One Olympic singles champion, Robin Cousins, says Kim Yuna has the “it factor.”
Another, Scott Hamilton, calls her a gift to the sport “from some other place.”
A rival’s coach, Frank Carroll, marvels at her speed.
One of the sport’s legendary skaters, Michelle Kwan, says Kim is “what the judges are looking for, when it comes to jump quality, spin quality and edges.”
All agree there is no way Kim will lose the Olympic gold medal in Thursday night’s long program if the 19-year-old South Korean skates the way she did in winning Tuesday’s short program.
“Who is going to challenge her?” Hamilton asks, the question rhetorical. “No one is going to beat her. She is going to have to beat herself.”
Kim has such a margin in overall quality -- and score -- over the rest of the field, including short program runner-up Mao Asada of Japan, that she likely can get away with one major mistake and still wind up with gold.
After all, Asada delivered a short program that was both historic and brilliant and wound up 4.72 points behind Kim.
The triple axel, with its forward takeoff and 3 1/2 revolutions in the air, is the most difficult jump women skaters attempt. In just a few seconds, Asada became both the first to do it and land it during an Olympic short program, and the first to do it as part of a jump combination, followed by a double toe loop, in any Olympic program.
“It was so impressive to see a triple axel/double toe and know that’s not good enough to win the short program,” said Kwan, two-time Olympic medalist and five-time world champion.
Impressive or depressing to everyone else?
“What might be going through Mao’s head is she has nothing to lose,” Kwan said.
Asada already planned to go for broke by trying two triple axels in the four-minute long program. Even that won’t be enough to beat a flawless Kim.
“Yuna is like Seabiscuit, a champion who found a way of breaking others’ will,” Hamilton said.
Kim has total command of all the elements necessary to get high scores in the mathematically complex and theoretically incorruptible judging system introduced as a reaction to the pairs judging scandal at the 2002 Winter Olympics.
There are 12 such elements in the women’s long program: seven jumping passes, three spins, a spiral sequence and a footwork sequence. Each gets a base value plus a grade of execution as a technical score. To that, the judges add component scores that evaluate five areas of what essentially is artistry.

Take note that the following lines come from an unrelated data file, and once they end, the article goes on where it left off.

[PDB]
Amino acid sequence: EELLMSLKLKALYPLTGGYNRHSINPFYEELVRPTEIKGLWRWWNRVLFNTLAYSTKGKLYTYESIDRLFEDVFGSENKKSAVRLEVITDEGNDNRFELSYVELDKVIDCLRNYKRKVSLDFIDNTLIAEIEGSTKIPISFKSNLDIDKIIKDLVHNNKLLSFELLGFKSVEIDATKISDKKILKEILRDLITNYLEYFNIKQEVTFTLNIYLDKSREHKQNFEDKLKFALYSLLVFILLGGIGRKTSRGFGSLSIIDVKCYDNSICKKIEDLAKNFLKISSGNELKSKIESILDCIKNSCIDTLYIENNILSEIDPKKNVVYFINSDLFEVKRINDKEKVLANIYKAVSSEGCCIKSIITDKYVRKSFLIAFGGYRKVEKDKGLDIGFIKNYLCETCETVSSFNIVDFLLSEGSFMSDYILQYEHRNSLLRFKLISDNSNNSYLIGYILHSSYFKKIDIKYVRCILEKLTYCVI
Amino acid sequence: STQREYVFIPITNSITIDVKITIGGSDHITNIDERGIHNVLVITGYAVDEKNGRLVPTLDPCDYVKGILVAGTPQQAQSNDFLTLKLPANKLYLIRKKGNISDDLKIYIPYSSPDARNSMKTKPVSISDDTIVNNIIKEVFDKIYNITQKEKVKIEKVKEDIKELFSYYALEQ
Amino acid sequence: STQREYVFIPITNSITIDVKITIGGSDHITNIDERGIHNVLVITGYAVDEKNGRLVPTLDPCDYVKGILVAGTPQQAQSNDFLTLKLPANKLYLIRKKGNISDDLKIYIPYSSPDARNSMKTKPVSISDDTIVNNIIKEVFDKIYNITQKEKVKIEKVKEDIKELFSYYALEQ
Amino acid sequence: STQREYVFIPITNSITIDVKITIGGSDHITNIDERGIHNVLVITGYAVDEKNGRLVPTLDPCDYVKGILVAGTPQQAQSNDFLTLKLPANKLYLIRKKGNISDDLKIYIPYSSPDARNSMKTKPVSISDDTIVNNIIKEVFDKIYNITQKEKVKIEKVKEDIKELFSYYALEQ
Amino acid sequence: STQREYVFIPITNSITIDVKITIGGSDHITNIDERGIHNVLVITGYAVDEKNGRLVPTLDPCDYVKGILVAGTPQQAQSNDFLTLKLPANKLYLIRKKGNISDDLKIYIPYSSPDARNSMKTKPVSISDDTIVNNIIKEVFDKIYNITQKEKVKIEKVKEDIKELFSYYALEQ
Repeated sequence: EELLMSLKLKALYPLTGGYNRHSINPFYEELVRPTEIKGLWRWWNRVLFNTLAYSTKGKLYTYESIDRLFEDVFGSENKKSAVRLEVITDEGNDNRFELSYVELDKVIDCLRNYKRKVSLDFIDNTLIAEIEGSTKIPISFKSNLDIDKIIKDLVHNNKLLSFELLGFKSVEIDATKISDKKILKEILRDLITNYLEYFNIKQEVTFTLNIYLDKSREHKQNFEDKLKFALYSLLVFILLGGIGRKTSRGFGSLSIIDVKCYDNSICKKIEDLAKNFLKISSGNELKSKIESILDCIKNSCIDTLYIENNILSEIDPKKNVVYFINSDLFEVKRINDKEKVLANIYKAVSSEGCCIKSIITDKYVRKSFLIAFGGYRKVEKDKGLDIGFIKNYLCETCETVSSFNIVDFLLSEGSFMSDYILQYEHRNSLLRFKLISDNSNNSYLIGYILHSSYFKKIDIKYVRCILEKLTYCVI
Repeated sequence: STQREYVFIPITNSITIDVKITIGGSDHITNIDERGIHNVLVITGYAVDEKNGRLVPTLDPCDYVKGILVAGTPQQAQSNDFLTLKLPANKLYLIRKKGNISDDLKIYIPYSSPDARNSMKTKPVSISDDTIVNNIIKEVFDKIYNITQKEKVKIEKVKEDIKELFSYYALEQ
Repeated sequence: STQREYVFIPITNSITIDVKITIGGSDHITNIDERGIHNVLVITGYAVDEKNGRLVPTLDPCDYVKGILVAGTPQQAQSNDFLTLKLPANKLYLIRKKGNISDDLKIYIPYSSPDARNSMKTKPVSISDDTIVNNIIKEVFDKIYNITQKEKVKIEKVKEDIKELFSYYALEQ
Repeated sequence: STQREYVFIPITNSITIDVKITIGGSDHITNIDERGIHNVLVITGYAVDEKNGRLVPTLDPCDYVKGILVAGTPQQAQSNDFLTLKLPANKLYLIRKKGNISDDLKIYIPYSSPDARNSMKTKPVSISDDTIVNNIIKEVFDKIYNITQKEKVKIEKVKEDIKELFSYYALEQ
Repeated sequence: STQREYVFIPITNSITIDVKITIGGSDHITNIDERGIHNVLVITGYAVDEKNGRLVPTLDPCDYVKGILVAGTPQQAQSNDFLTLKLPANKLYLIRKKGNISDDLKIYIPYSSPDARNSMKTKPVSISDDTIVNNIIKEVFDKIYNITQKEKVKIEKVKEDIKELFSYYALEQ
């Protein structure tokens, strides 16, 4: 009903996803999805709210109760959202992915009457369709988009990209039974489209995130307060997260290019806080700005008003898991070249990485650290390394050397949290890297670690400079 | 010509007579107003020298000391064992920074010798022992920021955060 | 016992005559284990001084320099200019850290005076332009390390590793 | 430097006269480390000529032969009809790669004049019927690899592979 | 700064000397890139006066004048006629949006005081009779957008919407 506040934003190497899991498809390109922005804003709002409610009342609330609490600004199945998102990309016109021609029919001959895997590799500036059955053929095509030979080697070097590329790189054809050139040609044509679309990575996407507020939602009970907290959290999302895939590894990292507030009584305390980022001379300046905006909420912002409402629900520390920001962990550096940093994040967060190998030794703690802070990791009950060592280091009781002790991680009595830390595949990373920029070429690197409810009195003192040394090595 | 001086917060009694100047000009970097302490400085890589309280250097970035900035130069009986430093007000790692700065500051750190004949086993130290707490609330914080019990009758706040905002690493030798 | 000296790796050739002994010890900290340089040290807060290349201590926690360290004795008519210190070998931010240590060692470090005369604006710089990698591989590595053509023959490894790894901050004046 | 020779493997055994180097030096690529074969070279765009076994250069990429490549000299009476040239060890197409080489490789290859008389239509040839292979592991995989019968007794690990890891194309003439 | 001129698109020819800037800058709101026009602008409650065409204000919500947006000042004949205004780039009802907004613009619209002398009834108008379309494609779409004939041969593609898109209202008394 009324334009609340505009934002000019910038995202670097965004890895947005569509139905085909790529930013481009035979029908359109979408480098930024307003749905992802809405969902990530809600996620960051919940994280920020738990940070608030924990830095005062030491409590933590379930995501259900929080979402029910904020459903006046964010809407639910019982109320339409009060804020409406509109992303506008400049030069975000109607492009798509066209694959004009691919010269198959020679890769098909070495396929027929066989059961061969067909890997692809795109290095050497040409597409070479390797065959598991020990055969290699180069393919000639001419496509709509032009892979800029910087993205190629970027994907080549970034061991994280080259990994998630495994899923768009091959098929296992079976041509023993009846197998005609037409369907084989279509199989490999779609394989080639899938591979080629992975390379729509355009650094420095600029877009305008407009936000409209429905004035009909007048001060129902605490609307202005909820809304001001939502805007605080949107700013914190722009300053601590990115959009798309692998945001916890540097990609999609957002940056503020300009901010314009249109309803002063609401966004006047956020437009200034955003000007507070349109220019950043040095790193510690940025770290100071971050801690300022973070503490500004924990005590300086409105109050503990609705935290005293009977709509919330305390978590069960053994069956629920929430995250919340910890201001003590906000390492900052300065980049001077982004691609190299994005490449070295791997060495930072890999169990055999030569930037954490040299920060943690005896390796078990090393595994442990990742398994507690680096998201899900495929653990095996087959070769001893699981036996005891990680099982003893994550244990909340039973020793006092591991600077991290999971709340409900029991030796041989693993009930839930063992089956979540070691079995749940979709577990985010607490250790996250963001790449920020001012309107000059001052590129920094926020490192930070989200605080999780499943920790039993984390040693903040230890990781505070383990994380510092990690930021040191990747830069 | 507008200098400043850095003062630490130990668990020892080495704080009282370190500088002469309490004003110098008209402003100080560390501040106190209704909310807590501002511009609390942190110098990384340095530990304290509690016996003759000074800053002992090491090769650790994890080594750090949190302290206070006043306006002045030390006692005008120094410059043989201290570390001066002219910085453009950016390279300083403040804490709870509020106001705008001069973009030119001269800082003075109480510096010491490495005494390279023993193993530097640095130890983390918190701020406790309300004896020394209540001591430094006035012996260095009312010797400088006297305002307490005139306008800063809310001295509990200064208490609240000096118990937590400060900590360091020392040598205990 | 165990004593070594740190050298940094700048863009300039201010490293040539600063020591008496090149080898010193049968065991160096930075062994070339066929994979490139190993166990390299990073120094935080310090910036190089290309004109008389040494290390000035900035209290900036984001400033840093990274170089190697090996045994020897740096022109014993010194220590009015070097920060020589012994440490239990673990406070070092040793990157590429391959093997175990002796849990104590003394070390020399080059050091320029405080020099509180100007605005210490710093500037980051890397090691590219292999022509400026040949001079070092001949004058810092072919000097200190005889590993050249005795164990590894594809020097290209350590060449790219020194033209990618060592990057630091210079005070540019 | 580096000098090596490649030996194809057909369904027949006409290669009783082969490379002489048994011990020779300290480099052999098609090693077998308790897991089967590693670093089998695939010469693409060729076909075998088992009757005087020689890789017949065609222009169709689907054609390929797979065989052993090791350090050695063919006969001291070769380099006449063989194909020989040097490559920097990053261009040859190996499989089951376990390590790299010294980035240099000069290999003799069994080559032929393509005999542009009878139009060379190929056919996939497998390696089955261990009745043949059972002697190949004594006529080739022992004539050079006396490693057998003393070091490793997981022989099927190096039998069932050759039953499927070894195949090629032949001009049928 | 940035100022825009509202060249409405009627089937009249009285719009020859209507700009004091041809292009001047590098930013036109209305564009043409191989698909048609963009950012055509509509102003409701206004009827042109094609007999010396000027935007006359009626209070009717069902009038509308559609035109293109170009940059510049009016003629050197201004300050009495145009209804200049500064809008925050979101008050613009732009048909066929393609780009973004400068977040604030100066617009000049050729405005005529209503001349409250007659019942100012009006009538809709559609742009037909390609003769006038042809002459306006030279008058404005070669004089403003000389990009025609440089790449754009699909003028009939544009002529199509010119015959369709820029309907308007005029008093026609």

The number of things a skater must cram into a program under the new judging system can lead to connect-the-dots skating that is often more masterful than beautiful.
To an audience, though, the most memorable thing about a performance is the overall impression it leaves, and music choice is critical.
No matter how well she skates Thursday, Asada will be overpowered by the dark, disturbing mood of Rachmaninoff’s C Sharp Minor Prelude. Kim can float along to the jazzy notes of Gershwin’s Concerto in F.
As in the short program, they will skate back-to-back in the final group of six, with Kim preceding Asada this time.
Canada’s Joannie Rochette, Japan’s Miki Ando and the two U.S. skaters, Rachael Flatt, 17, and Mirai Nagasu, 16, also are in the last group.
“Mirai came here basically as a nobody,” said Carroll, her coach. “To be in the last group is wonderful.”
Flatt, fifth in last year’s world championships, begins the long program 6.72 points from third place. Nagasu, in her first major senior-level competition, is 7.6 back.
Neither can win a medal without significant mistakes by Rochette, who had been inconsistent this season but found uncommon strength just to get on the ice, let alone to skate as well as she did, after her mother’s unexpected death Sunday.
Kim is trying to become the first South Korean to win any figure skating medal, let alone gold. In the short program, she had to deal with not only that but the sudden pressure of having Asada bring down the house immediately before Kim skated.